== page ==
Only three percent (3%) of all malware seeks to target technological vulnerability. The remaining 97%, use social engineering, and exploit human errors.

Two out of ten (2/10) employees will fall victim to social engineering attacks in 2020. 

How do you avoid human errors that lead to people becoming victims?     

How do you protect your organization against such attacks?

First of all, you have to start learning about it.

What is Social Engineering?

Social engineering is basically manipulating to get people sharing sensitive information.

It involves using psychological tricks to get victims to do what the cybercriminal wants.

Which they love, due to the simplicity of exploiting people’s tendency to make errors of judgment than to crack their technical safeguards.

Here’s a brief analogy:

If a thief wanted to access a castle, they would probably find it challenging to get through the defenses. 

However, if they pretended to be a member of the nobility and could pull it off, they might be granted access by a guard who is inclined to follow the nobles’ orders.

The thief would have to display trust indicators – perhaps some costly clothing, and an attitude that fooled the guard. Social engineering attacks use similar trust indicators. 

An attacker may pretend to be someone with authority such as a tax official who “reminds” you of a fine to be paid, or some top management official who wants a fund transfer.

A depressingly large number of people fall to such tactics. 

What’s more, social engineering is just getting more complicated and common over time.

Misconceptions About Social Engineering

  1. Firewall Protection is Enough: Actually, they’re not. Firewalls protect network systems may fail to protect against advanced phishing attempts.

  2. IT Professionals Are Immune to Cyber-attacks: Contrary to popular belief, IT help professionals are human. We are not immune to cyber-attacks as humans fail.

  3. Social Engineering Occurs Only Digitally: Social engineering plays a big role in brick-and-mortar businesses as well, occurring in-person, and via phone calls.

  4. Placing Full Faith in Anti-virus Software: Attackers regularly update their techniques to get past spam filters, and unless the antivirus is up-to-date, organizations may get compromised.

Social Engineering Fraud Scams
Image by mohamed Hassan from Pixabay

How Does Social Engineering Work? 

All types of social engineering attacks are mainly based on asking. Yes, cybercriminals ask their victims to hand their sensitive information without the use of force. Instead of breaking into, they ask the user to deliver them the keys.

Social engineering interactions between the cybercriminal and the victim are all about voluntary collaboration. So yes, the malicious party lies and uses fake information to convince his counterpart but the victims must fall pray first.

To fully understand how social engineering works, we have to examine the different types of social engineering:

  • Phishing: Phishing attacks count for 80% of all cybersecurity incidents, where the adversary pretends to be a legitimate or known entity to gain the victim’s trust.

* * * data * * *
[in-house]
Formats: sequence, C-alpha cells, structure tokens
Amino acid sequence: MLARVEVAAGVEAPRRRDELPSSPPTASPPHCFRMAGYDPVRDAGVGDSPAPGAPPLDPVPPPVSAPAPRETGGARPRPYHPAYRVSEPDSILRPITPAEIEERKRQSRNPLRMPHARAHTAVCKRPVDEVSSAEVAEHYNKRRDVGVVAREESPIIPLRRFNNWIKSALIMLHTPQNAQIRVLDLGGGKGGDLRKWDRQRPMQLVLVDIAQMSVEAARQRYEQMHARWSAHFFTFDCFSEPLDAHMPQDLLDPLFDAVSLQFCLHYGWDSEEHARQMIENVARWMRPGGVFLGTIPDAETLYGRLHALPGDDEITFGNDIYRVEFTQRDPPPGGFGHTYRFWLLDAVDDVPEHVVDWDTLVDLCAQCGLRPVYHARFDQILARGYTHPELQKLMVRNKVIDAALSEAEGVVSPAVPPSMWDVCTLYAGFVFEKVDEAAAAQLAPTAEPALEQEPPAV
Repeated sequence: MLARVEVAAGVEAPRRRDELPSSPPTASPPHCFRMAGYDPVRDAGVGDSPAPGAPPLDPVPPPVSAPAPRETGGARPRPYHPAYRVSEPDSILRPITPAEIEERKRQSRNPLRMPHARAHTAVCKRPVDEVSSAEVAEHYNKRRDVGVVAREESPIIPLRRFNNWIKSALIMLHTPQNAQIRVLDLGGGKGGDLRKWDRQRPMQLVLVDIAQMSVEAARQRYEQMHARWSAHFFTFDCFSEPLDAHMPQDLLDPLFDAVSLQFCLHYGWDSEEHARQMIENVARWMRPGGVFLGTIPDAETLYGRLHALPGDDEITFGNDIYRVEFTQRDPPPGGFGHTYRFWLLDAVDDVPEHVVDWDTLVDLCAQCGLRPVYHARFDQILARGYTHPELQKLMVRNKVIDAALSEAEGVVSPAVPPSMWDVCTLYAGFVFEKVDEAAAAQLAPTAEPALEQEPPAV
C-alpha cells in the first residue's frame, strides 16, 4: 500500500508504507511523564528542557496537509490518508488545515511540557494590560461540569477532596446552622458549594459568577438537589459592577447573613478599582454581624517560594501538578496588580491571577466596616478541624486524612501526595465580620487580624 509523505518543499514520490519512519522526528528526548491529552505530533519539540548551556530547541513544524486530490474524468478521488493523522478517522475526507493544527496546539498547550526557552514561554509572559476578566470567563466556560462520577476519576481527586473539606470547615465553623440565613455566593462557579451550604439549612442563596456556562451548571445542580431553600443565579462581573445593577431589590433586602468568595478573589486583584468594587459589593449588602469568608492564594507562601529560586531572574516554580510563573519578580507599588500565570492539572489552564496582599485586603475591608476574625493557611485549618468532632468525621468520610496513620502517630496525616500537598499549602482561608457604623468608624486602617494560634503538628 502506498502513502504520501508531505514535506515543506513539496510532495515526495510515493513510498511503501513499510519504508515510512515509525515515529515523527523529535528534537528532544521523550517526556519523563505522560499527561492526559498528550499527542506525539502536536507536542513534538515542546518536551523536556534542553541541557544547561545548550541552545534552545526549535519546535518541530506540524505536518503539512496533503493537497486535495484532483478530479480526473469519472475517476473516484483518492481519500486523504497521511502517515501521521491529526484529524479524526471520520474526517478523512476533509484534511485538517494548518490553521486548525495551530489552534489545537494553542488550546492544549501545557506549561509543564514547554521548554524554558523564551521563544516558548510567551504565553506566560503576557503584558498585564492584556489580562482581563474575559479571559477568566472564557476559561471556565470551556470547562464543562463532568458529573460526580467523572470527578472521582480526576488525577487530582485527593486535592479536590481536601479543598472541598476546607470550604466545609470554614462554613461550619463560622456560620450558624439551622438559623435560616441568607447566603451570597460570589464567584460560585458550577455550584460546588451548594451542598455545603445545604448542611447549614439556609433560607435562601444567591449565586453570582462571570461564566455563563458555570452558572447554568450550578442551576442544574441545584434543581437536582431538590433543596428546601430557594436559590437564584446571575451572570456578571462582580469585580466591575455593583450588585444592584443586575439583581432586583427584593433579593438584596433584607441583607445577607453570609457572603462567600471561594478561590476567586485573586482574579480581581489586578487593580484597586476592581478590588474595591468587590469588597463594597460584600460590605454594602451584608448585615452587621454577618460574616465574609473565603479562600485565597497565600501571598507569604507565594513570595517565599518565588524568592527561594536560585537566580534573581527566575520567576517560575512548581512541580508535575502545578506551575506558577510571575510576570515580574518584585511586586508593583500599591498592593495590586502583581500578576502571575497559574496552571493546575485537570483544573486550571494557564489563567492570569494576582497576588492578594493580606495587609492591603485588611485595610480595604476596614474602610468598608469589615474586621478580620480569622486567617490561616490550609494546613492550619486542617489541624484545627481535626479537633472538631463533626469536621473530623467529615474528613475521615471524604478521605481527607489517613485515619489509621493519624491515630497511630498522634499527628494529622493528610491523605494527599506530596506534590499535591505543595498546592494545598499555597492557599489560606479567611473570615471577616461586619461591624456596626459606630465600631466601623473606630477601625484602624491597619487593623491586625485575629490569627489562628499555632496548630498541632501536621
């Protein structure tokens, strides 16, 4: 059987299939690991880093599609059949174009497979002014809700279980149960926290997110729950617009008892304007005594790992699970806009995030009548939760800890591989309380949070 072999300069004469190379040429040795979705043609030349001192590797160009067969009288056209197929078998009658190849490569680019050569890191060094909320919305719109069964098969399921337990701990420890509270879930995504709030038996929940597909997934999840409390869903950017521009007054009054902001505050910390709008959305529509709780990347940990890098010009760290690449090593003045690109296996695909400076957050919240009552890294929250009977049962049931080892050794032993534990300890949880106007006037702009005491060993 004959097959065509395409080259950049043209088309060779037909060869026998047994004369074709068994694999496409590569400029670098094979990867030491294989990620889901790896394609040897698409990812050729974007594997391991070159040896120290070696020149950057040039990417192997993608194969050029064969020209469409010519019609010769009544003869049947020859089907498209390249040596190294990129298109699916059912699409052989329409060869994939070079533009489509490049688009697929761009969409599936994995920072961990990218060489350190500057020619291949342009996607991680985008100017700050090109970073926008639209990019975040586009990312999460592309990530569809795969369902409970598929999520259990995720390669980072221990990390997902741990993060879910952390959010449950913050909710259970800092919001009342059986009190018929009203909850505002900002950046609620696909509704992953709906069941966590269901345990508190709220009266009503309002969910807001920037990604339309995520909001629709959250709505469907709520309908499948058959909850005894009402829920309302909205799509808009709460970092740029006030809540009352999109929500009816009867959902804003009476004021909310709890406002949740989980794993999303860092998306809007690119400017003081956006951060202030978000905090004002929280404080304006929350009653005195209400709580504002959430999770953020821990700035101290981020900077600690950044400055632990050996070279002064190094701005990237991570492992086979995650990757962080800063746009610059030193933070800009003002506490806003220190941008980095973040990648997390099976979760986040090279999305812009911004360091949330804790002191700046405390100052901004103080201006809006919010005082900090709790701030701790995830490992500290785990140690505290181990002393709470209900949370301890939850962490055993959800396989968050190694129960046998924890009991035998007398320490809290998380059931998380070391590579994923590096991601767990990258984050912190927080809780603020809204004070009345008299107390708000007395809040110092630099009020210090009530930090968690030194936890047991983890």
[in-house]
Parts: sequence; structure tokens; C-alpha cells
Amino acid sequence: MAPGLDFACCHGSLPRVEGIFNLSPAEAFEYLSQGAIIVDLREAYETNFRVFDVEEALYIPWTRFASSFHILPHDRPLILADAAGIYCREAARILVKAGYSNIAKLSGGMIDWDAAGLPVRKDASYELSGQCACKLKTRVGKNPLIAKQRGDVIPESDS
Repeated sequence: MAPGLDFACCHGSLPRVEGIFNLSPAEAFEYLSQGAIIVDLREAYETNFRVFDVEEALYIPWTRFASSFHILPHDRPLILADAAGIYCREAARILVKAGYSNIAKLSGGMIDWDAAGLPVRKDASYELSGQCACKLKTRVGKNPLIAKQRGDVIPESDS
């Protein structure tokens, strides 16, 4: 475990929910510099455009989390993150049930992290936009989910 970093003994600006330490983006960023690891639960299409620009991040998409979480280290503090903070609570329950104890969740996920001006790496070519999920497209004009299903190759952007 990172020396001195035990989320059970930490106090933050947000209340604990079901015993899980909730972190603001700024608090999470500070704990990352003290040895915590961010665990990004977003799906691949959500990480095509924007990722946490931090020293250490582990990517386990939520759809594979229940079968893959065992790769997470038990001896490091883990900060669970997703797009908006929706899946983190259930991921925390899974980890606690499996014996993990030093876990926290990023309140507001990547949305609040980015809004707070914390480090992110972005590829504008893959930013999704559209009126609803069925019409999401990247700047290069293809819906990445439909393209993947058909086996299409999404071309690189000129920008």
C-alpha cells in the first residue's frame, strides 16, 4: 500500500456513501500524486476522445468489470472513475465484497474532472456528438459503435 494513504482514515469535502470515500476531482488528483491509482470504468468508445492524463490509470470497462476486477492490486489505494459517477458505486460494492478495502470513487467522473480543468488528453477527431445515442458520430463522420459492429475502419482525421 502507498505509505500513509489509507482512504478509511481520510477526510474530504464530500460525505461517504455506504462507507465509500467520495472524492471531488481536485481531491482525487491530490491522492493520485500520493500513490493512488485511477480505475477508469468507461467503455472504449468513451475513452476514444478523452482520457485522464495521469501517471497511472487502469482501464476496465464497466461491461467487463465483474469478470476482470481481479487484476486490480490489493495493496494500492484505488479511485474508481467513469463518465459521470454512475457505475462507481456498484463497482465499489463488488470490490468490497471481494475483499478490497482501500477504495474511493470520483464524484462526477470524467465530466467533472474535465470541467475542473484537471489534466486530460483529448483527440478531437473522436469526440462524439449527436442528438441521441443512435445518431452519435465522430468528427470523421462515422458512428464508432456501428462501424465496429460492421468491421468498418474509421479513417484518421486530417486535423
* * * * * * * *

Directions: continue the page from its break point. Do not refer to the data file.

• Victim-attacker relationship: The main aim here is to gain the victim’s trust by building a personal relationship to obtain information or finances. 
  • Scareware: This type of malware seeks to manipulate a user into buying unnecessary software or paying a ransom by creating a sense of urgency (Eg. IRS Scams)
  • Piggybacking: In Piggybacking or Tailgating, the unauthorized adversary follows an authorized individual into a restricted location. 
  • Baiting: As the name suggests, baiting consists of using an attractive bait to lure the victim into clicking a malicious link or conduct any other online or offline activities that will lead to having his or her data stolen.

    The adversary intentionally might as well leave a device such as a flash drive in a public place. Malware is installed if a curious victim plugs it on their desktop or laptop.
  • Quid Pro Quo:  Basically, offering services in exchange for information. Attackers may pretend to be from an institution such as the Social Security Administration and ask for a confirmation of the SSN to rectify “some error.” 

Preventing Social Engineering Attacks

To counter Social engineering, we must take a two-pronged approach that includes strengthening technical defenses and training employees.

To strengthen technical defenses, it’s essential to start placing an organization-wide password policy and an additional password management software that might help.

ID policies, physical documents shredding, and similars security safeguards are adequate when information is too risky for the public to see.

And eventual backups to be prepared for the feared lighting-strike attack (as ransomware).

Finally, along with regular email filtering solutions, organizations can employ dedicated anti-phishing solutions to prevent any kind of business email compromise.

Of course, all the technical defenses may still be bypassed.

You should, therefore, get dedicated training for employees.

Organizations and individuals alike must prioritize education, beginning with understanding what social engineering is and how the attack types operate. Even a basic understanding of the threats luring online can be effective enough to keep them at bay. Your security awareness training should be quality content, people-centric.

Summary

Social engineering in terms of cybersecurity is as old as the Internet and it will continue to exist because technology continues to be dependent on humans. And yes, we are very prone to be deceived.

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